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Solo In Chicago

...empowering the Second City's entrepreneurial legal community

Thursday, February 09, 2006

Will this person be at my funeral?

There's an article that's both humorous and sad entitled, Work/Life Balance Survey: Lawyers Seek the Magic Blend for Fulfillment from the February 2006 Chicago Lawyer. The article highlights a study of more than 500 Chicago area lawyers regarding quality of life issues.

Some findings:

  • Government lawyers had the highest average level of work/life balance while law firm (more than 20 lawyers) had the lowest average work/life balance.
  • Work satisfaction tracked exactly inverse with hours worked...Most hours and least satisfaction.
  • The amount that professional work reduces time spent with family goes up right along with income level.
But beyond the findings there are some great quotes that are very pungent and telling regarding big law firm life.

There's a quote from an attorney, "I was talking to a friend of mine in a big firm and I said I was doing something on Sunday. He said he was working on Sunday, and I said, 'What? You're working Sunday?' He said he hadn't had a day off in two years. That's not for me. I like my kids."

Or, "Get out of the big firms if you want a life outside of work."

And, "You don't need to be the richest corpse in the cemetery."

I don't get it. If this survey has any modicum of accuracy, it says professional satisfaction and our families are not important to large swaths of the big law firm community. Why is this so?

Is the American dollar that important to some people? Also, isn't it an illusion that the legal field is all that great of a place to get wealthy? I mean even if you're generating a nice salary it's not like most other businesses where at the end of the day you can build a business and then sell it for a nice profit at the end of the day.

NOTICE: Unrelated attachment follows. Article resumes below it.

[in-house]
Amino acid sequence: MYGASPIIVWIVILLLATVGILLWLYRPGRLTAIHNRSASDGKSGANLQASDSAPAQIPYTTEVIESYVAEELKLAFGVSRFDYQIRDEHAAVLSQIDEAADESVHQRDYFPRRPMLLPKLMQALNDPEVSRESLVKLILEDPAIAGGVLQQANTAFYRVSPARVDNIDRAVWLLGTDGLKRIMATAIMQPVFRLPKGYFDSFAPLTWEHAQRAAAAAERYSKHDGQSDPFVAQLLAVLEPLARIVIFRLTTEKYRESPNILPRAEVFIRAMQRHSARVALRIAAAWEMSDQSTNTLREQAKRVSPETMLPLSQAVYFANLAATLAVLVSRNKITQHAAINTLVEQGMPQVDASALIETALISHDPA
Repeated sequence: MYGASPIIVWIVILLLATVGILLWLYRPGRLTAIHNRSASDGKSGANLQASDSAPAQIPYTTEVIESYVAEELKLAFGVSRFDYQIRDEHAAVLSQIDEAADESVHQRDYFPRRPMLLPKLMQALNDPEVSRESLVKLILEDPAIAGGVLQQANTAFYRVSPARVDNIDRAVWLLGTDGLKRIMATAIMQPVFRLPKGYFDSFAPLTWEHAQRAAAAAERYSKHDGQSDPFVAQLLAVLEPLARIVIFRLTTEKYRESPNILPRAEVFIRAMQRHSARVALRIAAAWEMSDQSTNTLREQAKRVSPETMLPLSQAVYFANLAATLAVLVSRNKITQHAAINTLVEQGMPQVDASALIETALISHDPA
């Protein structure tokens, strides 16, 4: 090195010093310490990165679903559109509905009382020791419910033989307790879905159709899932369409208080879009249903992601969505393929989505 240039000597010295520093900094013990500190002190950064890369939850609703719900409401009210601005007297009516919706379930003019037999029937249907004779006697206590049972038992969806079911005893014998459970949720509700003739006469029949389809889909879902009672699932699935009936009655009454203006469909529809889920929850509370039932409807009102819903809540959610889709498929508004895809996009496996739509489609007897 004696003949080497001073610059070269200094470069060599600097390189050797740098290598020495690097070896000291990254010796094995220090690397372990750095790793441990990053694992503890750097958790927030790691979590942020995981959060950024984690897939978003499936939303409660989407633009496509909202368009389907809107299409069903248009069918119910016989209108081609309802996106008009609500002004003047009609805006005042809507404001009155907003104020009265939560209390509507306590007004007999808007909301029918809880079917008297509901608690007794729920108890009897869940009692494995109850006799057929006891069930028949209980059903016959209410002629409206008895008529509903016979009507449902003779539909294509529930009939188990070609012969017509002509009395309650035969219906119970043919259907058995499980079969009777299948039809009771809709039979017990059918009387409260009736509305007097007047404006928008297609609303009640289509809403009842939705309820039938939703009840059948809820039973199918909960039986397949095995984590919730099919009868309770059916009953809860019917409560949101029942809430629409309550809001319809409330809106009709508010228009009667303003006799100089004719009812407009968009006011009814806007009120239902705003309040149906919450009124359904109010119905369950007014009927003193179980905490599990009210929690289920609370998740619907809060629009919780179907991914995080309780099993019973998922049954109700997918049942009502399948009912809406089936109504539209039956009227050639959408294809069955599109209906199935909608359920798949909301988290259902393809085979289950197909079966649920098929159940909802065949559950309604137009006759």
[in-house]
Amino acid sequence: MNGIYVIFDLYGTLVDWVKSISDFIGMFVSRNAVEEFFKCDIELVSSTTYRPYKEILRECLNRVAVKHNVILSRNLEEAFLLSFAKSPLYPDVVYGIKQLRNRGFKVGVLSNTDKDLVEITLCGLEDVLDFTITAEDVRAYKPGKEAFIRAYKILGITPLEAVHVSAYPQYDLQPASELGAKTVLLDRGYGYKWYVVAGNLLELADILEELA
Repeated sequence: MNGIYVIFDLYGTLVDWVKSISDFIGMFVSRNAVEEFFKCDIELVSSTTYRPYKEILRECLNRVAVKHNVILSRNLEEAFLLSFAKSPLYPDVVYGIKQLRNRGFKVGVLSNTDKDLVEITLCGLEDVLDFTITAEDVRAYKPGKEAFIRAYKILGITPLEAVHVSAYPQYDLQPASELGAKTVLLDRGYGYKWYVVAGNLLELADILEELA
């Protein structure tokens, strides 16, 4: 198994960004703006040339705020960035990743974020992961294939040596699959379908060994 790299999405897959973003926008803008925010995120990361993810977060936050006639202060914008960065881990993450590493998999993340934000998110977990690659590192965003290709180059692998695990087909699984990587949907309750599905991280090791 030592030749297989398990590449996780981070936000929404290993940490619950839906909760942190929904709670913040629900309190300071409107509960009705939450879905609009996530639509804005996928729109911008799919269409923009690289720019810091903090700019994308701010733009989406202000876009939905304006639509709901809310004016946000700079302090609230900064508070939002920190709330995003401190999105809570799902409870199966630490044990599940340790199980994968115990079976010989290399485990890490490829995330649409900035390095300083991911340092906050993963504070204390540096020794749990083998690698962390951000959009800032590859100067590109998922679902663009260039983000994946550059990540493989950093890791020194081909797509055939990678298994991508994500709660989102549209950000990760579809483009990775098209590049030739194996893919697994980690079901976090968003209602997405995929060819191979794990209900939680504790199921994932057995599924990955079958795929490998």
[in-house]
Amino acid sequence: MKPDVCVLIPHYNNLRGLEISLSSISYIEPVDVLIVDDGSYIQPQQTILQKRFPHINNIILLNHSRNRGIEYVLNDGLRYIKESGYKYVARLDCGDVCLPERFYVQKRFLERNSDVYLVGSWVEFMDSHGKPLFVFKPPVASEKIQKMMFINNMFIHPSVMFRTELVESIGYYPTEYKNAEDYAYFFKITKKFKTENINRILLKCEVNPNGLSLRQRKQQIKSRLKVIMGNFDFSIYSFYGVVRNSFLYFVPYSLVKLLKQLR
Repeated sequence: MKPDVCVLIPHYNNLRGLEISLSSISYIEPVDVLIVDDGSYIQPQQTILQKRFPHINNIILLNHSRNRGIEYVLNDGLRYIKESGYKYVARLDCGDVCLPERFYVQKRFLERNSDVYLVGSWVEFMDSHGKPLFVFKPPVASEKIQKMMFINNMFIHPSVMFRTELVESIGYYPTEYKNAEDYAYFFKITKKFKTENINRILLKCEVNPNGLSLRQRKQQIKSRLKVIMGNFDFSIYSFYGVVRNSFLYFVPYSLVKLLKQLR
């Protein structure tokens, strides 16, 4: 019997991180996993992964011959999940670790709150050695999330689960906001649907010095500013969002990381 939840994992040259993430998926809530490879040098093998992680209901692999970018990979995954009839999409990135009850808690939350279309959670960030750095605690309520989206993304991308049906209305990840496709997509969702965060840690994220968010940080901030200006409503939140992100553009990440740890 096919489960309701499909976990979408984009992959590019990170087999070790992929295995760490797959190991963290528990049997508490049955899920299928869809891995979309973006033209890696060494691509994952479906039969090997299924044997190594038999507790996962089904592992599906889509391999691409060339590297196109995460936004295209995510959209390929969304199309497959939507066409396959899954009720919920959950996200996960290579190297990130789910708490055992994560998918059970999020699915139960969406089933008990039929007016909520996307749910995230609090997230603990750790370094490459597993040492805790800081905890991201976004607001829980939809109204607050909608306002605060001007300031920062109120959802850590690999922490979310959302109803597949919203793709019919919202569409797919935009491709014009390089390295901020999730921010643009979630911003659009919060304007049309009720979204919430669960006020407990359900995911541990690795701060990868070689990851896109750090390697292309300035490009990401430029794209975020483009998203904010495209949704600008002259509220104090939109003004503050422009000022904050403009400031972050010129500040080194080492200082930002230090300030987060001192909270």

I can't imagine being anywhere but a sole practice or smallish firm that I control and making a nice living. Alas, nobody on their deathbed says they should have worked more.

2 Comments:

At 3:50 PM, Blogger ryan said...

You bring up an interesting point. Is it possible for an attorney to build an asset, presumably the law practice as an asset, that can be sold for value in the future? Doctors build a practice and sell the client base when they retire, is it that easy for attorneys too?

 
At 7:51 PM, Blogger Peter said...

It depends by the state. Illinois' Supreme Court just recently put out a new Supreme Court rule that does allow one to sell their law practice. I'm actually curious what sort of buy-out amounts lawyers are getting. I was in a situation earlier in my career to take over an older gentleman's law practice and I thought the amount of money he was asking for was ridiculous. I don't think the business that a lawyer can sell is all that valuable...it's too personalized to the particular lawyer. Why would the clients stay with you?

 

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